Friday, February 2, 2007

Historical Political Travel: Assassination Vacation

I'm currently reading Assassination Vacation by Sarah Vowell (get it in the remaindered pile at your bookstore now). It's a pretty funny account of Vowell's trips to various locations associated with the past assignations of Lincoln, Garfield and McKinley; "visiting everything from grave sites and simple plaques (like the one in Buffalo that marks the place where McKinley was shot) to places like the National Museum of Health and Medicine, where fragments of Lincoln's skull are on display." The best part though is Vowell's hilarious wit as she engages in a macabre trip around the country in search of assignation paraphernalia. In the opening of the book she explains how (due to her feelings about the current administration) she can begin to understand how someone decides to kill the president, although she emphasizes that she does not wish anyone to harm Bush. Previously she viewed Booth and others as crazies, but today with animosity towards the president so high, assassination isn't such an alien possibility. And being that those who truly dislike Bush are the same liberals that won't let their kids play with guns and abhor hunting, the idea that some part of them is angry enough to sympathize with killers is off putting. Like waking up one day and saying, "Gee, I don't know why but I really feel like clubbing baby seals". Anyway, it's a fun read with lots of humor and history. Kind of like Bill Bryson meets Dave Bary meets David McCullough.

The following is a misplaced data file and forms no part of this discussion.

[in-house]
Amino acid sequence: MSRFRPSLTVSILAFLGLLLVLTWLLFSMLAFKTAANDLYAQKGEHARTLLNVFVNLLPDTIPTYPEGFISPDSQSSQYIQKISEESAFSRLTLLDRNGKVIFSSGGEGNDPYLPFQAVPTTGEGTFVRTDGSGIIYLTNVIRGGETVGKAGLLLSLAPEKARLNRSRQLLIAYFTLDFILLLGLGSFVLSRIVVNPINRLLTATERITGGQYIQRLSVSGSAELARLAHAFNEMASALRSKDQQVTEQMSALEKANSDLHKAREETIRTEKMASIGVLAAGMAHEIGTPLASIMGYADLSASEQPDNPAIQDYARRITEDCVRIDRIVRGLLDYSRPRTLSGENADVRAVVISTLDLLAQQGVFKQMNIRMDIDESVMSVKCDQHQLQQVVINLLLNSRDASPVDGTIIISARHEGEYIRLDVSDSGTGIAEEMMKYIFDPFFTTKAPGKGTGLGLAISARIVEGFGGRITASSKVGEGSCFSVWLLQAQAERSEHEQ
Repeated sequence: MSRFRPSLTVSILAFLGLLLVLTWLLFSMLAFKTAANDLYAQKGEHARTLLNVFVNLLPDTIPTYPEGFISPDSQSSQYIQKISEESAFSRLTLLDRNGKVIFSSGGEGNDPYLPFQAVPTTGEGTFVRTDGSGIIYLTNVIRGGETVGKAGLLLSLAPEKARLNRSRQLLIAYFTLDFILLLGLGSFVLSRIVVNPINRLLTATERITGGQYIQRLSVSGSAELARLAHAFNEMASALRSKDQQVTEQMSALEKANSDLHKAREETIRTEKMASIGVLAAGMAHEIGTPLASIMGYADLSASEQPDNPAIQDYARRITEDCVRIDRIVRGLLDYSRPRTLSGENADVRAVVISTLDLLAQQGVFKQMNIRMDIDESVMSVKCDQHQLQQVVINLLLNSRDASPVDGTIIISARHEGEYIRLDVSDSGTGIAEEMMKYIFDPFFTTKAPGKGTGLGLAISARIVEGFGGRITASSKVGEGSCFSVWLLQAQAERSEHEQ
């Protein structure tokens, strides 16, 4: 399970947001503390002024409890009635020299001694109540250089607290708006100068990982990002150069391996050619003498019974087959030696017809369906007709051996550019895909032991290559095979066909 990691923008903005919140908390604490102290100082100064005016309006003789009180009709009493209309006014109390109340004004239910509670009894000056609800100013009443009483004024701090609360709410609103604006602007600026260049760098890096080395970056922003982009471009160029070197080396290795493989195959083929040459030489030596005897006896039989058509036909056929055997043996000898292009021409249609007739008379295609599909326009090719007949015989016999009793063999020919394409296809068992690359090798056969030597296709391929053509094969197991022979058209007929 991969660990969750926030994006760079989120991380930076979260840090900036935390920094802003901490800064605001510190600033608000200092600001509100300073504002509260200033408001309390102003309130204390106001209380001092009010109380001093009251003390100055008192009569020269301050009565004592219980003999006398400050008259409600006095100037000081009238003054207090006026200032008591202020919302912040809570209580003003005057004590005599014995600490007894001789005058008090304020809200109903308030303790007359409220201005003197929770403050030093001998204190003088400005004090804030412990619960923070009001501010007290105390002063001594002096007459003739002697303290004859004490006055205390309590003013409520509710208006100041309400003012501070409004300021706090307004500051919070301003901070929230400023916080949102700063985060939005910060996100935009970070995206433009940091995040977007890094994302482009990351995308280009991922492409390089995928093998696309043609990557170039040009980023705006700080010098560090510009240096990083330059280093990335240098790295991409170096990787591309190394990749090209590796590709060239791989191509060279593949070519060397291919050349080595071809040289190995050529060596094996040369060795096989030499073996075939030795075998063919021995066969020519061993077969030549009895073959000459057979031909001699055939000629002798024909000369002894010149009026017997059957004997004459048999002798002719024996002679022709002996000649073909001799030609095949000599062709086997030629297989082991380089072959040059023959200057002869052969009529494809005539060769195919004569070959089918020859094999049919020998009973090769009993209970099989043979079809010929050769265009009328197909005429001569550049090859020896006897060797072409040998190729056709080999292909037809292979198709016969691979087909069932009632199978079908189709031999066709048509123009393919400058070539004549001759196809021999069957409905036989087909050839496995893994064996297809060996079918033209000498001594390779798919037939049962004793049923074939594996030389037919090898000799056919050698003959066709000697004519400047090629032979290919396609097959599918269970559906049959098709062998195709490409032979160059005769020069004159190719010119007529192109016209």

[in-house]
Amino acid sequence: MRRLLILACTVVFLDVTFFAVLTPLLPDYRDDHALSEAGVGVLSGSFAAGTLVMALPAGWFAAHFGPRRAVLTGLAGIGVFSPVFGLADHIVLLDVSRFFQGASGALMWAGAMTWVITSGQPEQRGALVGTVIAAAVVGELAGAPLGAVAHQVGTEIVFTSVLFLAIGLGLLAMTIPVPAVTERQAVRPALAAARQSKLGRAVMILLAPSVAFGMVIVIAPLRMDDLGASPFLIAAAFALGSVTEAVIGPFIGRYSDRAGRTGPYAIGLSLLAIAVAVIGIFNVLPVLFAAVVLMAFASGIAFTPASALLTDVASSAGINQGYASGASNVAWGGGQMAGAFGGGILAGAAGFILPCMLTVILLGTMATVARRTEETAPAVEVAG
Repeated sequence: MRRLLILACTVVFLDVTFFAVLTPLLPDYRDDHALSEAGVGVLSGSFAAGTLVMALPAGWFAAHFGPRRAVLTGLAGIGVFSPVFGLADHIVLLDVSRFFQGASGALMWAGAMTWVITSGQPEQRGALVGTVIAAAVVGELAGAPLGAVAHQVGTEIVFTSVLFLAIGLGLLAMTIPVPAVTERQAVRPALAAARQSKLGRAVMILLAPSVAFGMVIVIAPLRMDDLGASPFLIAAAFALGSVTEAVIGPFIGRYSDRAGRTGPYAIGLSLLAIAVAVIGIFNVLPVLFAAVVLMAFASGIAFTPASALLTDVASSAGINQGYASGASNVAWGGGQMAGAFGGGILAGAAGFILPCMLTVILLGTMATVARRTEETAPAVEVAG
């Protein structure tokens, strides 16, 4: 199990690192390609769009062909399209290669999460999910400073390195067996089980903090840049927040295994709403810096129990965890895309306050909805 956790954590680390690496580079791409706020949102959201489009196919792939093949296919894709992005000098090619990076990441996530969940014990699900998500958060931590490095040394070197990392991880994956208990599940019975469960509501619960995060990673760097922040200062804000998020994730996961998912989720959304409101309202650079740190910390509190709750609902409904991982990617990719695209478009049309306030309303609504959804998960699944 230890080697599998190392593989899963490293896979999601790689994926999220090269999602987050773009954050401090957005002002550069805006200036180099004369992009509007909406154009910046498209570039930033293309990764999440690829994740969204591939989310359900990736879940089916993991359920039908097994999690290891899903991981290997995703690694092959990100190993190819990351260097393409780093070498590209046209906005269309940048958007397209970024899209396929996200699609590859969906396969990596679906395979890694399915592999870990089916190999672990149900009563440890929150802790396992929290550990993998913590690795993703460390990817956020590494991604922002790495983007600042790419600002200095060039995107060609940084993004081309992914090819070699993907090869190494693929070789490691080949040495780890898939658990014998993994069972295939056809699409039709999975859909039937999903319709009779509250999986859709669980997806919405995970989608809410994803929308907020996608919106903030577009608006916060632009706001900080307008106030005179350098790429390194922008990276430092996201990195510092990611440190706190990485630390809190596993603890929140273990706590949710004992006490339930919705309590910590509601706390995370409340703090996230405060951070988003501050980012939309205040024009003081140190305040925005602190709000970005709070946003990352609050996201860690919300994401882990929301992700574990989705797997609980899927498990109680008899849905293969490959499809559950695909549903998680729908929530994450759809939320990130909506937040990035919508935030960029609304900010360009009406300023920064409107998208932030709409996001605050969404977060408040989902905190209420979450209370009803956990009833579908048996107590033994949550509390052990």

1 comment:

Steven Solomon said...

Among the most popular anatomical specimens and historical artifacts on display here at the National Museum of Health and Medicine are those related to President Abraham Lincoln. These include the bullet that ended his life, the probe used to locate the bullet, a blood-stained shirt cuff from the museum surgeon who attended the autopsy, and bone fragments and hair from Lincoln's skull. The collection also includes a pencil drawing of the deathbed scene made by the museum's medical illustrator immediately after the removal of Lincoln's body from the house in which he died. Casts of Lincoln's face and hands that were made by Leonard Volks when Lincoln finished his presidential campaign in 1860 are also on display.

Steven Solomon
Public Affairs Officer
National Museum of Health and Medicine,
Armed Forces Institute of Pathology,
6900 Georgia Avenue at Elder Street, NW
Washington, D.C. 20307